Functional heterogeneity of mammalian single muscle fibres: do myosin isoforms tell the whole story?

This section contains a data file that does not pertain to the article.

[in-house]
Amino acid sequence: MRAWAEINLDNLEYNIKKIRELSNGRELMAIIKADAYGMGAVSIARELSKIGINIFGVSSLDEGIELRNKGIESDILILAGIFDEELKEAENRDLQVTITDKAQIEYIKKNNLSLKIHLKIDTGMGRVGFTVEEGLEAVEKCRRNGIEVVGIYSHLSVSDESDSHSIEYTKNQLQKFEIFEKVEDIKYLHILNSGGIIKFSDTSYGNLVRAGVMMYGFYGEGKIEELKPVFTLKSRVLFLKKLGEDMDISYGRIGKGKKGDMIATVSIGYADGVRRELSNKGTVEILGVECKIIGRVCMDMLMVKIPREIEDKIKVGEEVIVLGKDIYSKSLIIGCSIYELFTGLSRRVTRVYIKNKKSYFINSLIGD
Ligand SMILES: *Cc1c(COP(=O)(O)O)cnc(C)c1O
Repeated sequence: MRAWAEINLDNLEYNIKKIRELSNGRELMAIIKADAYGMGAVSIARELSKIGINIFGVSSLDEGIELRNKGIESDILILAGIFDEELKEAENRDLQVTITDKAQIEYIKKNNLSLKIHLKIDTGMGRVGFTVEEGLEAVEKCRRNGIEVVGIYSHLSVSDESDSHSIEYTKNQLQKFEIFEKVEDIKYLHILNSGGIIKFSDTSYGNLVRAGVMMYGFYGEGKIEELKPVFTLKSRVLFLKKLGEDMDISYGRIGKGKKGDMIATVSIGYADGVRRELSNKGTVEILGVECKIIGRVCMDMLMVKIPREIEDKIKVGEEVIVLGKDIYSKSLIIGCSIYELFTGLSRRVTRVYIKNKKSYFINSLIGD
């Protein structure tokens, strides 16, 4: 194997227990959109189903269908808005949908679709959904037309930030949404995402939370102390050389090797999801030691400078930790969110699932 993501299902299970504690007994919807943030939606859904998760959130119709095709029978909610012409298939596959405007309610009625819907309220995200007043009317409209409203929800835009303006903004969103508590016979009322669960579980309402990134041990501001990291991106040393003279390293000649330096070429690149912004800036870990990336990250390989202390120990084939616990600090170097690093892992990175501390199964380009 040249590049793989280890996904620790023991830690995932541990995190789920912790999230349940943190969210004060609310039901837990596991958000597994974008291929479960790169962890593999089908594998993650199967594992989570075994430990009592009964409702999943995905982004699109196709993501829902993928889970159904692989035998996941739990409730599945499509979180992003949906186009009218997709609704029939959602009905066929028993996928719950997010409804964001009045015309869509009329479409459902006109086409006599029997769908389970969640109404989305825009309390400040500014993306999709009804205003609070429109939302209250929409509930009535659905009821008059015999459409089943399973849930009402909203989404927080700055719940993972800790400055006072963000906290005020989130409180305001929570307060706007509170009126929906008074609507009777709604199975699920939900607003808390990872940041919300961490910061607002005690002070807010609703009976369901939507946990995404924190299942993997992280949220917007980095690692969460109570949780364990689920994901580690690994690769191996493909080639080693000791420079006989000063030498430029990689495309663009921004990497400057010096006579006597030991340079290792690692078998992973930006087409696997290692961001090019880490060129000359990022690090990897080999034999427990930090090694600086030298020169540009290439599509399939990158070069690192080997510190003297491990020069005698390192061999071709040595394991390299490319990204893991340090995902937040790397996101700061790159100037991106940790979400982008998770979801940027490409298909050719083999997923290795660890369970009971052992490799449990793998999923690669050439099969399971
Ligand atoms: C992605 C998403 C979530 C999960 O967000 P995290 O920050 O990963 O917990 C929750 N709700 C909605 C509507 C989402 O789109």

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The large amount of data published in the last 10–15 years indicate that myosin isoforms are the major determinant of the large functional heterogeneity of the key contractile and biochemical properties of skeletal muscle fibres, including velocity of shortening, ATP consumption and power. Recent evidences are difficult to reconcile with such an idea and suggest that the properties of muscle fibres that are likely to depend on myosin, such as velocity of shortening, can change without a change in myosin isoform. That a given myosin isoform can modify its properties without shifting to another isoform is confirmed by some analyses of isolated myosin in vitro. The present review is mainly focused on findings that challenge the role of myosin isoforms in determining the functional heterogeneity of skeletal muscle. The work also reports on potential mechanisms behind such changes in myosin function independent of a shift in myosin isoform: the coexistence of different myosin heavy chain (MHC) isoforms in the same fibre, the existence of as yet undetected MHC isoforms, myosin light chain isoforms, post-translational modifications of myosin, the role of other myofibrillar proteins, geometry of the sarcomere and the myosin concentration in single fibres.
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